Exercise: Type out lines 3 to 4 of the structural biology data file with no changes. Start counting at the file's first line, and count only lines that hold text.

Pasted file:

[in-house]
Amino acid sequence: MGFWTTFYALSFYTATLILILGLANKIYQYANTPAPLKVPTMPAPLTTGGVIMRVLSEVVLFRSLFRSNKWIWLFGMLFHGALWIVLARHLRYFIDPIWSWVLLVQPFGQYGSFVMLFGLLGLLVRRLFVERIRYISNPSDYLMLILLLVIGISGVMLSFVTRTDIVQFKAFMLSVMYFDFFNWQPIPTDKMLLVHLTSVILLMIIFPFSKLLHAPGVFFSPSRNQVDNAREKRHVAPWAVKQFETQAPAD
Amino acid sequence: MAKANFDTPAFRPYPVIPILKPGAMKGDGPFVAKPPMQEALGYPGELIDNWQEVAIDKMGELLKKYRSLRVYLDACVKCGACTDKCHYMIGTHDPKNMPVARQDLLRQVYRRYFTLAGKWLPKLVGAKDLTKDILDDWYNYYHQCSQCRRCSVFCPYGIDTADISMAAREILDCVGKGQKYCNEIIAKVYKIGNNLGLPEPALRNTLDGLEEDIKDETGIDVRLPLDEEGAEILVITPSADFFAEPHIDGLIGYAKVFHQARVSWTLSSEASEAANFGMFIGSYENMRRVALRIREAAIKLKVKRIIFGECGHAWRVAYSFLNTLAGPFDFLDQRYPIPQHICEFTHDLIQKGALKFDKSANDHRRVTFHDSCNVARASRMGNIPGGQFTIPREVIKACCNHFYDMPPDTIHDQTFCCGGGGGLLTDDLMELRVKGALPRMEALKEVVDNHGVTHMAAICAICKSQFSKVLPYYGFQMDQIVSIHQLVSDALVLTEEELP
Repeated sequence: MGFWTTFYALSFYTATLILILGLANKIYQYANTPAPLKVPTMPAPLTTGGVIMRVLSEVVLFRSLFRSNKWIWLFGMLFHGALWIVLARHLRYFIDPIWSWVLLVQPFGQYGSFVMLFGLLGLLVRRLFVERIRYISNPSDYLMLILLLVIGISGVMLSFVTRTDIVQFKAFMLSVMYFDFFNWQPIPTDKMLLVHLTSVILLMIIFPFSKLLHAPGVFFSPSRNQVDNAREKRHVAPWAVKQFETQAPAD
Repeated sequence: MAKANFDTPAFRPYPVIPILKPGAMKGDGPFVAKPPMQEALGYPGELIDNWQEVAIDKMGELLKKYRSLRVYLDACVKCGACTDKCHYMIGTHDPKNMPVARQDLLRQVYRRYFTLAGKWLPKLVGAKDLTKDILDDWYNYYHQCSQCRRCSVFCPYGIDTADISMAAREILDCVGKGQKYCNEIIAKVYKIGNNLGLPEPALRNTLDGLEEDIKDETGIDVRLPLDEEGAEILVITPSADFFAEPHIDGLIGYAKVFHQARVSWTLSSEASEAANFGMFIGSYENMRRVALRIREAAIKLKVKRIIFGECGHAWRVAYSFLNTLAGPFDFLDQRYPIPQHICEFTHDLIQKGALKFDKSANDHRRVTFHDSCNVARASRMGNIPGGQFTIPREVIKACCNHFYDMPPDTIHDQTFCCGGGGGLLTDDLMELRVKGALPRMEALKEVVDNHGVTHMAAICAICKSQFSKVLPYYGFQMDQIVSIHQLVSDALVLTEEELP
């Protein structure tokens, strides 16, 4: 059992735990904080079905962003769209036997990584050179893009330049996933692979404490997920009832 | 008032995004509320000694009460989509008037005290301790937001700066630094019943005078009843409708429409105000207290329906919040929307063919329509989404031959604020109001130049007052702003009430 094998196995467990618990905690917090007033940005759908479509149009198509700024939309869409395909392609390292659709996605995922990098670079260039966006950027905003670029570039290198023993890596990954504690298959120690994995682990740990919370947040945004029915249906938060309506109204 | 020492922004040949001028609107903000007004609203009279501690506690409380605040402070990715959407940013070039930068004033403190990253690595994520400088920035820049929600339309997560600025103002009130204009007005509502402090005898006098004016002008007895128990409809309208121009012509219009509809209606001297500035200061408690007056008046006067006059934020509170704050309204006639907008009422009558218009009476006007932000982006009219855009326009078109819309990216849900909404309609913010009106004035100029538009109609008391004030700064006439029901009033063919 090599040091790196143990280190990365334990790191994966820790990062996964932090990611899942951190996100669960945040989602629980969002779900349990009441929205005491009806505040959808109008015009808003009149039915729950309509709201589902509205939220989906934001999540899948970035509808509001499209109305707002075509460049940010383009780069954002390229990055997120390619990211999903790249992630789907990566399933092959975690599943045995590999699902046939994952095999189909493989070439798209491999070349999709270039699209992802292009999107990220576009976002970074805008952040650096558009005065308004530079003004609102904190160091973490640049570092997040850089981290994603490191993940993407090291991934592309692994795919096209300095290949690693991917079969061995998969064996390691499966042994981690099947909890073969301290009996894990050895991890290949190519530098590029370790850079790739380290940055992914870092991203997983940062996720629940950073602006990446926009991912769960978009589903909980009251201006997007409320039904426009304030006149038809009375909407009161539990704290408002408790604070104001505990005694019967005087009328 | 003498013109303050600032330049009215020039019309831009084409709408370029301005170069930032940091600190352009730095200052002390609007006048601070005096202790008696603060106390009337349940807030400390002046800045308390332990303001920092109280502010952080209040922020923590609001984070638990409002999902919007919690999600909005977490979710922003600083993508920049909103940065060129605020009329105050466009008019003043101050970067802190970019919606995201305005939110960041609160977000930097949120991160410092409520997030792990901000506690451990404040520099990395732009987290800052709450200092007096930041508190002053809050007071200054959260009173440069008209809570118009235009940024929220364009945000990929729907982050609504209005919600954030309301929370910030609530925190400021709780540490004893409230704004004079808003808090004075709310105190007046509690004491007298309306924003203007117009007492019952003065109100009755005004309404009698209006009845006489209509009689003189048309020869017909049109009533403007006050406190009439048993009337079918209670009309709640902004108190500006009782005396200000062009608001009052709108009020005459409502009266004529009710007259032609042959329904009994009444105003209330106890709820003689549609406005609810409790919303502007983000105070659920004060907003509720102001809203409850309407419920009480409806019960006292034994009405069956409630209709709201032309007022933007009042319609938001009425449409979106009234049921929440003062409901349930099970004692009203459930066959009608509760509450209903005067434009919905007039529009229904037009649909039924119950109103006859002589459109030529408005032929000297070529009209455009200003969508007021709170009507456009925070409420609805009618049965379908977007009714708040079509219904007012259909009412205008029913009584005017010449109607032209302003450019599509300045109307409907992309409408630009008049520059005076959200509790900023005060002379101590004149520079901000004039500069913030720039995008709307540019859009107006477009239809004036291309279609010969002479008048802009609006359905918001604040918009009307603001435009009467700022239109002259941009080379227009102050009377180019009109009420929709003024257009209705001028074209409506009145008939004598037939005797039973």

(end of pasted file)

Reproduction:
Amino acid sequence: MAKANFDTPAFRPYPVIPILKPGAMKGDGPFVAKPPMQEALGYPGELIDNWQEVAIDKMGELLKKYRSLRVYLDACVKCGACTDKCHYMIGTHDPKNMPVARQDLLRQVYRRYFTLAGKWLPKLVGAKDLTKDILDDWYNYYHQCSQCRRCSVFCPYGIDTADISMAAREILDCVGKGQKYCNEIIAKVYKIGNNLGLPEPALRNTLDGLEEDIKDETGIDVRLPLDEEGAEILVITPSADFFAEPHIDGLIGYAKVFHQARVSWTLSSEASEAANFGMFIGSYENMRRVALRIREAAIKLKVKRIIFGECGHAWRVAYSFLNTLAGPFDFLDQRYPIPQHICEFTHDLIQKGALKFDKSANDHRRVTFHDSCNVARASRMGNIPGGQFTIPREVIKACCNHFYDMPPDTIHDQTFCCGGGGGLLTDDLMELRVKGALPRMEALKEVVDNHGVTHMAAICAICKSQFSKVLPYYGFQMDQIVSIHQLVSDALVLTEEELP
Repeated sequence: MGFWTTFYALSFYTATLILILGLANKIYQYANTPAPLKVPTMPAPLTTGGVIMRVLSEVVLFRSLFRSNKWIWLFGMLFHGALWIVLARHLRYFIDPIWSWVLLVQPFGQYGSFVMLFGLLGLLVRRLFVERIRYISNPSDYLMLILLLVIGISGVMLSFVTRTDIVQFKAFMLSVMYFDFFNWQPIPTDKMLLVHLTSVILLMIIFPFSKLLHAPGVFFSPSRNQVDNAREKRHVAPWAVKQFETQAPAD